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(?) The Answer Gang (!) (!) (!)

Answered By James Dennis, Ben Okopnik, Les Catterall, Anthony Greene, the Editors of the Linux Gazette ... and you!

Got a techie Linux question? Want to answer some? Send mail to the Answer Gang at tag@lists.linuxgazette.net
Thanks and general Gazette comments should be sent to LG's main address: gazette@linuxgazette.net


¶: Greetings From Heather Stern
(?)modem installation --or--
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(?)Dual (or more) Monitor support
(?)Replacing an MS Exchange Mail Server with Linux
(?)Printing Trouble in Linux
(?)Running XDM Without a console GUI
(?)Linux security questions - Answer Gang
(!)Free Linux ISPs in France
(?)re: the answer guy --and-- driver d'installazione --or--
SIS 6236
(?)Linux 'read' (September 2000 issue The Answer Gang) --or--
More on: Shell Variable Scoping
(?)Partitioning Linux
(?)Linux on Laptop

(¶) Greetings from Heather Stern

Hello everyone, it's the month for trick-or-treating and we have some real treats for you this month.

The feast of All Hallow's Eve is a time when the spirits of the past and the present cross the borders between each other's worlds. One might even say they're passing into a new security context.

As you don your costumes (hey, those devil horns can double for BSDcon this month, October 14 to 20 in Monterey - www.bsdcon.com) and plot what kinds of eye candy to scatter across your web pages, don't forget to consider security.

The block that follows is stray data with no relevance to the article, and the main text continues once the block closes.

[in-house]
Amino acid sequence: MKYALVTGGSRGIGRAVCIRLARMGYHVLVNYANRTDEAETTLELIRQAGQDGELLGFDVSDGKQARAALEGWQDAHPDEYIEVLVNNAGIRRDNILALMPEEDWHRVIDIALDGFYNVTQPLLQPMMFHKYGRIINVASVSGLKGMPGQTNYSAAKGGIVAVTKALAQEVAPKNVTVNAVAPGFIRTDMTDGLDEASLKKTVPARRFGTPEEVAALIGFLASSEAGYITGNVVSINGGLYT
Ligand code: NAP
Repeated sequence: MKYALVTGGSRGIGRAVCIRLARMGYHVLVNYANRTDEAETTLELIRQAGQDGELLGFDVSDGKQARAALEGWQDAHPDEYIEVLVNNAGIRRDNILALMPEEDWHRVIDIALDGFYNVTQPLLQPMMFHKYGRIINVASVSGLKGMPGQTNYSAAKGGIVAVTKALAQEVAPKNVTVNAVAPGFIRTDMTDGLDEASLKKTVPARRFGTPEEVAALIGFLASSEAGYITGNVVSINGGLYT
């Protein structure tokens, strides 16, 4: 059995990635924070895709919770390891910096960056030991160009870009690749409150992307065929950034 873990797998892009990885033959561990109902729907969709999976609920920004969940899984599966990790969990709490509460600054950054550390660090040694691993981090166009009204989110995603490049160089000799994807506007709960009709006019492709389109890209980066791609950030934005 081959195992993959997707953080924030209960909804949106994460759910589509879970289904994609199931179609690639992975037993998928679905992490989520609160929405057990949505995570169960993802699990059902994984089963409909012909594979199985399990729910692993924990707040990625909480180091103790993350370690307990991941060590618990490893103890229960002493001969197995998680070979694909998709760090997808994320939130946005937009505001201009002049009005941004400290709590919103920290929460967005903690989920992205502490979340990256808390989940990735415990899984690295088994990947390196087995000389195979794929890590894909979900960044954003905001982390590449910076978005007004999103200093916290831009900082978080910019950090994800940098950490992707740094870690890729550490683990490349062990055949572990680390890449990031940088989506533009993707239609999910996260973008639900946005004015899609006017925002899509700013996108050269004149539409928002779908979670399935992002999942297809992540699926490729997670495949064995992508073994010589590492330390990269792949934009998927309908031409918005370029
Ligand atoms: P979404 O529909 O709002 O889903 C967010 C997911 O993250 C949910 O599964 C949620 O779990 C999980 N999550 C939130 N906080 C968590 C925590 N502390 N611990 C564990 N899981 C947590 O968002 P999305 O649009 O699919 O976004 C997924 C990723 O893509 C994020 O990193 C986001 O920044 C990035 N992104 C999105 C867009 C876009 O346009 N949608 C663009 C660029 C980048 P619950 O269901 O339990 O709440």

Now security is a tricky thing, many people think it just means locking stuff down. But that's not really the case - you also want to continue to provide whatever resources you normally do. Otherwise we'd all lock ourselves in closets with our teddy bear and an IV drip of Jolt cola and call ourselves secure.

It is as important to establish our rights and continued power to do things -- to be secure in our abilities and privilege -- as it is to establish our privacy -- the confidentiality of our data and thoughts, whether we're talking about GPG keys and email, or business plans, or schematics and algorithms. We also need to avoid squelcing the abilities of others -- since it's by increasing the products of our community that we grow more capable and self-sustaining. So a real sense of security lies in defining all of the requirements and all the constraints of what we want to make sure to serve as well as what we want to make sure to protect. Otherwise, we may have failed to protect our future, in the name of present security.

Well, that's it for now. Onward to some fun answers from the Gang!

-- Heather Stern

Copyright © 2000, James T. Dennis
Published in the Linux Gazette Issue 58 October 2000
HTML transformation by Heather Stern of Tuxtops, Inc., http://www.tuxtops.com/